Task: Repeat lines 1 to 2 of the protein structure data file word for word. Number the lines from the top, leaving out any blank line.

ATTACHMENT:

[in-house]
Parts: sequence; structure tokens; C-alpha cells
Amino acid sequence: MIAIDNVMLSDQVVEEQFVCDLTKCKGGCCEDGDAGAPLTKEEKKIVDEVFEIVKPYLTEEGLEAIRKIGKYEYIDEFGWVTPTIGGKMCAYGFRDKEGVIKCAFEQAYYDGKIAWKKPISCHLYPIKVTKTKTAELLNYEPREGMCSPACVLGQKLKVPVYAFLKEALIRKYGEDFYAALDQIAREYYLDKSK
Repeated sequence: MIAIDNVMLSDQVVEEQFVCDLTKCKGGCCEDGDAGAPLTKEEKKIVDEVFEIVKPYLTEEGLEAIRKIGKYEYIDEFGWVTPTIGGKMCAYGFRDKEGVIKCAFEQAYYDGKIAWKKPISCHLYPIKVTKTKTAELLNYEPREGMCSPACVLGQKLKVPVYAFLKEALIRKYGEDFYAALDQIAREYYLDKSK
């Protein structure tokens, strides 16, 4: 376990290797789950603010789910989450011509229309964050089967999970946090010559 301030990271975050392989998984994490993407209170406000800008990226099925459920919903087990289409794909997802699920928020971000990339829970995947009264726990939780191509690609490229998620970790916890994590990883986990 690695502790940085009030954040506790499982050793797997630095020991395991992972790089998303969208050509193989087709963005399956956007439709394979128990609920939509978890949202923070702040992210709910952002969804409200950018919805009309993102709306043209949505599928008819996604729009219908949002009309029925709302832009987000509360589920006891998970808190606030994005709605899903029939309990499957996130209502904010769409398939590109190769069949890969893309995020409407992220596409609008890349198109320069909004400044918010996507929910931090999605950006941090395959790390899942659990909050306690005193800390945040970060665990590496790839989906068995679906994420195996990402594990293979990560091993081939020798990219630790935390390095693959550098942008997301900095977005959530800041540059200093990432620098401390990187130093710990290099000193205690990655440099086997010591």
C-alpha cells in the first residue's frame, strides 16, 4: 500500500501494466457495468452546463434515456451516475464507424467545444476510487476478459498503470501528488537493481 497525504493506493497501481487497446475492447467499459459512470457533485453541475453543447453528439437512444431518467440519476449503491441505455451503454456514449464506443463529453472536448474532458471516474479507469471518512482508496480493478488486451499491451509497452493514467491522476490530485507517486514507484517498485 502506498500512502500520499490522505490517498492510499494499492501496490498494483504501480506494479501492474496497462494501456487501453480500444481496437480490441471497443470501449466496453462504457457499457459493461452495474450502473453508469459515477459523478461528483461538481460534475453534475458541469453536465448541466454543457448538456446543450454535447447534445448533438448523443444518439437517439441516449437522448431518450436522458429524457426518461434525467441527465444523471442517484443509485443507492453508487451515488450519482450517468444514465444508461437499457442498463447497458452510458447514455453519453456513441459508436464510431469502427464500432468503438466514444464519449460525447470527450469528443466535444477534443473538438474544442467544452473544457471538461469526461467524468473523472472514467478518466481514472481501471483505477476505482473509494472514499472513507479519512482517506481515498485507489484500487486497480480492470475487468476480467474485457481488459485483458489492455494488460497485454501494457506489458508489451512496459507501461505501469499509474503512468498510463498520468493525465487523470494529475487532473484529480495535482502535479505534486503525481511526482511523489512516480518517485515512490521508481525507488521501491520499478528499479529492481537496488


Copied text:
[in-house]
Parts: sequence; structure tokens; C-alpha cells